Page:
by Kevin Burton
One of the few Steely Dan tunes I don’t really like took on more juice recently when I read that the song is an attack on John Lennon’s “Imagine.”
I had no idea the song “Only A Fool Would Say That,” from the 1972 album “Can’t Buy A Thrill” casts Lennon as the fool for what Steely Dan founders Donald Fagen and Walter Becker thought to be Lennon’s naïve, elitist, misplaced idealism.
“It’s no surprise that the sardonic duo in Steely Dan rolled their eyes when they heard the ‘Smart One’s’ prayer for peace with ‘Imagine’ and a string of pious talk show appearances in the early 1970s wrote Tom Taylor in Far Out magazine.
“Apparently not all fiery, young musicians from the 1960s and 70s were hippyish. For here we have Steely Dan, who were in their early twenties at the time, criticizing the type of idealism that helped define mainstream hippy ideology,” wrote Amanda London on songmeaningsandfacts.com.
In his song, Lennon imagines all people living as one and in peace, living for today, having cast aside things such as countries, God and possessions, that are the source of so much of the world’s friction.
“You may say I’m a dreamer but I’m not the only one. I hope someday you’ll join us and the world will live as one,” is Lennon’s invitation.
“While Lennon would argue that he was promoting hope and some much-needed spiritualism to act as a beacon in these dark times, Steely Dan opined that only a fool would say that,” Taylor wrote.
“Their 1972 track, “Only A Fool Would Say That” was written in response to Lennon’s parade of peace. It looks at idealism through the practical eyes of folks on the street: “You do his nine-to-five, drag yourself home half alive, and there on the screen, a man with a dream.”
“I heard it was you, talkin’ ’bout a world where all is free. It just couldn’t be and only a fool would say that,” Steely Dan sang.
“And with that, you get a sense of how grating and vacuous they thought Lennon’s ‘Imagine’ campaign had become,” Taylor wrote.
“In 1971 Lennon appeared on The Dick Cavett Show alongside Yoko Ono. In an army overshirt he spoke of peace and love,” Taylor wrote. “Outside the Regis Hotel where it was filmed, things were falling apart in a rainy New York City.”
“Between 1969 and 1974 the former bohemian utopia had lost 500,000 manufacturing jobs. Subsequently, a million homes depended on welfare. Rapes and burglaries tripled, drugs ran rampant, and murders hit a high of 1690 a year.”
“It is, of course, easy cynicism to scoff at Lennon’s pledge for a pristine paradise of borderless dreams, but that’s an open goal that Steely Dan and millions of others were happy to score in. It was their considered opinion that even having your heart in the right place can be a folly if you’ve failed to read the room,” Taylor wrote.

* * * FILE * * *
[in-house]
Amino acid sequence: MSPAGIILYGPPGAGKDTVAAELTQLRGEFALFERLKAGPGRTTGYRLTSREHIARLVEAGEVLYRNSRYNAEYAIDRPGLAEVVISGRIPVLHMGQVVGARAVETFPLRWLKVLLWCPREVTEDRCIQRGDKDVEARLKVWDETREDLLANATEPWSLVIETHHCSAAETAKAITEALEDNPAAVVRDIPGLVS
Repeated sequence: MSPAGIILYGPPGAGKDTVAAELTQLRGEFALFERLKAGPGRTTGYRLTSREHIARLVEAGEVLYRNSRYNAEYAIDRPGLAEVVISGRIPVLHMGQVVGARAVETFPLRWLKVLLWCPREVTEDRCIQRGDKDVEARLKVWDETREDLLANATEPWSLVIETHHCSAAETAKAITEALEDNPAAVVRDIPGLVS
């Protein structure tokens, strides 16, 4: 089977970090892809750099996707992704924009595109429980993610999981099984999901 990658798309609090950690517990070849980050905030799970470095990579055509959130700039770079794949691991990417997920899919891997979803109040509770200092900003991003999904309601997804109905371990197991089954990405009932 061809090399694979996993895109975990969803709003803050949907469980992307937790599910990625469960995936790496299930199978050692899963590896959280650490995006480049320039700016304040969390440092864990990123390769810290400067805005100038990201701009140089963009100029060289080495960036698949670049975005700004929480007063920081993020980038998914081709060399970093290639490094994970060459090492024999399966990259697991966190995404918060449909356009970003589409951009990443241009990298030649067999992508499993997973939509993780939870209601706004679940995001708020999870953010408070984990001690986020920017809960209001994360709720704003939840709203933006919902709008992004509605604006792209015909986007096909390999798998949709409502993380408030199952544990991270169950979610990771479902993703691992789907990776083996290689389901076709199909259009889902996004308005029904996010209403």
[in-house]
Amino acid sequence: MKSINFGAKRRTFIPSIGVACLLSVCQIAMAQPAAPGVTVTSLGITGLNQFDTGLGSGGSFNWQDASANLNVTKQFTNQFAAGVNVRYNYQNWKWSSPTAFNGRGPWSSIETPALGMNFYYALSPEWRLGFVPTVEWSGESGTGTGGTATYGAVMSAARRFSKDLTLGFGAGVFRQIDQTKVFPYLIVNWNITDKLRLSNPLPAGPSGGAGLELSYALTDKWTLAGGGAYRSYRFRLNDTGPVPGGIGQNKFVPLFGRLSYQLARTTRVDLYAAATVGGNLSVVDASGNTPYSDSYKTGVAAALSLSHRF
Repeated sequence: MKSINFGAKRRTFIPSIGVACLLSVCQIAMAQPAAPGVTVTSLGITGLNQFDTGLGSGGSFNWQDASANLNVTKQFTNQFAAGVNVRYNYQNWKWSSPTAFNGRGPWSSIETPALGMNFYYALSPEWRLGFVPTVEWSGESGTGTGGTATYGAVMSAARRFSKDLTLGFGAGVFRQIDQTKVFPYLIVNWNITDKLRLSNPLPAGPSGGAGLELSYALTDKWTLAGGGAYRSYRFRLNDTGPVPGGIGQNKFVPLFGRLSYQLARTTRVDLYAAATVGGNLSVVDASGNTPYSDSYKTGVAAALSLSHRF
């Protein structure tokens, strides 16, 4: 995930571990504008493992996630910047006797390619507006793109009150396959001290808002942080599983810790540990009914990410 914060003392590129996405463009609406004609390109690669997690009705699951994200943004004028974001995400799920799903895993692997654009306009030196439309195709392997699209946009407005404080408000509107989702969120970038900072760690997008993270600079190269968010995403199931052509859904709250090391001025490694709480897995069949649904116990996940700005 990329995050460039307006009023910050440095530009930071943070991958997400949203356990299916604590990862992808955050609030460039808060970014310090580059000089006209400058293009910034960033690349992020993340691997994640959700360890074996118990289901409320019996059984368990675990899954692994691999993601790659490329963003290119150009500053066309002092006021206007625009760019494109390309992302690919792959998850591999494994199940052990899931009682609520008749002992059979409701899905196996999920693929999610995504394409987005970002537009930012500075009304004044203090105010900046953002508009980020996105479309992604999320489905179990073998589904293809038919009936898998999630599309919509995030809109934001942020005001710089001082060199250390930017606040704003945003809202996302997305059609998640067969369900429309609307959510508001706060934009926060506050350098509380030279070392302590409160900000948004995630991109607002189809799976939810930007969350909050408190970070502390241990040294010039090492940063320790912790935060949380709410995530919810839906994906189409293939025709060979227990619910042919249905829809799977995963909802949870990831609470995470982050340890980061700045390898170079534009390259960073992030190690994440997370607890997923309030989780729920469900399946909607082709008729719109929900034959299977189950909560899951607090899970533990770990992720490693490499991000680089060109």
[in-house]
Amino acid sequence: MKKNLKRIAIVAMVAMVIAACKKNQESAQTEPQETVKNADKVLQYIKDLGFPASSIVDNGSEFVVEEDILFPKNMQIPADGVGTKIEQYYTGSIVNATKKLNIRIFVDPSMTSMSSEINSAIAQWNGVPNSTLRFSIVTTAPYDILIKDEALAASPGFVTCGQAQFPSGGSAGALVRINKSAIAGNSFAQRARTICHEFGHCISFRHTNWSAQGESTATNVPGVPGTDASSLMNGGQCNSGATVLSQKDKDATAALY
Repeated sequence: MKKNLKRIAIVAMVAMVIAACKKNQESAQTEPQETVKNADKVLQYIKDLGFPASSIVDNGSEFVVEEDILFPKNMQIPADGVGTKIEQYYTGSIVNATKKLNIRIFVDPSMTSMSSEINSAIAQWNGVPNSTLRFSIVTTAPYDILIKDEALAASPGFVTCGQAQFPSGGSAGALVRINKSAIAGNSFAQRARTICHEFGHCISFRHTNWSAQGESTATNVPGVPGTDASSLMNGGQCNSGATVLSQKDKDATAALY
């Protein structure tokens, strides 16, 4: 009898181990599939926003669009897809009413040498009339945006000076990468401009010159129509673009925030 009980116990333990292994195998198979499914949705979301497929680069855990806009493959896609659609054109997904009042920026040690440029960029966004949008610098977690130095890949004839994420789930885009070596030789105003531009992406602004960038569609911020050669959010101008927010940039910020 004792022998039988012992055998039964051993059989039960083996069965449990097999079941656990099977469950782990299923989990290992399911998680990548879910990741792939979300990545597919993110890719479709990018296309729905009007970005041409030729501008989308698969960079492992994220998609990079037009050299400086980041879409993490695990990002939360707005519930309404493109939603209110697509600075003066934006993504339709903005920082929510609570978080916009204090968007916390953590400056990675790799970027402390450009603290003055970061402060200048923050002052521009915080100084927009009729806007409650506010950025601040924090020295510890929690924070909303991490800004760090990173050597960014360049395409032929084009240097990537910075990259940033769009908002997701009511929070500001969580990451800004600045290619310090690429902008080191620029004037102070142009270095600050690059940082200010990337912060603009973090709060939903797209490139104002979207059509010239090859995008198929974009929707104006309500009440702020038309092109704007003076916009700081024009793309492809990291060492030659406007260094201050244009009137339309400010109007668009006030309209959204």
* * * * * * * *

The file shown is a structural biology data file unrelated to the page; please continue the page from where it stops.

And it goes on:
But wait, it gets worse, much worse.
My problem with “Imagine” has always been its direct attack on God, Christianity, and the gospel message. In the first verse you get, “Imagine there’s no heaven, it’s easy if you try. No hell below us above us only sky. Imagine all the people living for today.”
It’s an invitation to shield your eyes and ears from the truth and walk off this terrestrial ball into an eternal hell.
You can’t wish away the harsh realities on earth, let alone the even harsher realities of the afterlife. A world as one, plunging together into hell, is no improvement.
“It seems as though (‘Imagine’) has become the secular humanist hymn for our times, the godless prayer that must be uttered on any occasion – sometimes even by Christian clergy,” writes David Robertson in Christian Today. “It is an appropriate anthem/prayer because it reflects the hubris, hypocrisy and hopelessness of secular humanistic values.”
“When we pray ‘Imagine’ we are praying to ourselves. We are saying that we are the ‘Bob the Builder’ of the universe. We can fix it. All we have to do is imagine,” Robertson wrote.
“John Lennon was an intelligent man. He didn’t write emotional guff,” Robertson wrote. “At the time of ‘Imagine’ he was going through his revolutionary socialist, Mao T-shirt-wearing phase.
“He knew the teachings of Marcuse, the progressive philosopher who argued that the first step to change is to imagine it. Yoko Ono was a devotee of this kind of thinking. John and Yoko sang ‘Happy Xmas War Is Over’ – ‘if you want it.’ That’s the way to end war apparently – to want it, imagine it.”
“Singing ‘imagine no possessions’ while living in a grand apartment in one of the most expensive areas in the world, is a fitting image for a hypocritical society.”
“In the beginning God spoke and the universe came into being. Today our delusion is to imagine that our imagination will change reality,” Robertson wrote.
“The biblical vision is the direct opposite of the hubristic, hypocritical, hopelessness of ‘Imagine,’ Robertson wrote. “Through Christ we are offered humility, honesty and hope. And it’s reality, not fantasy – from the One who is The Way, The Truth and The Life.”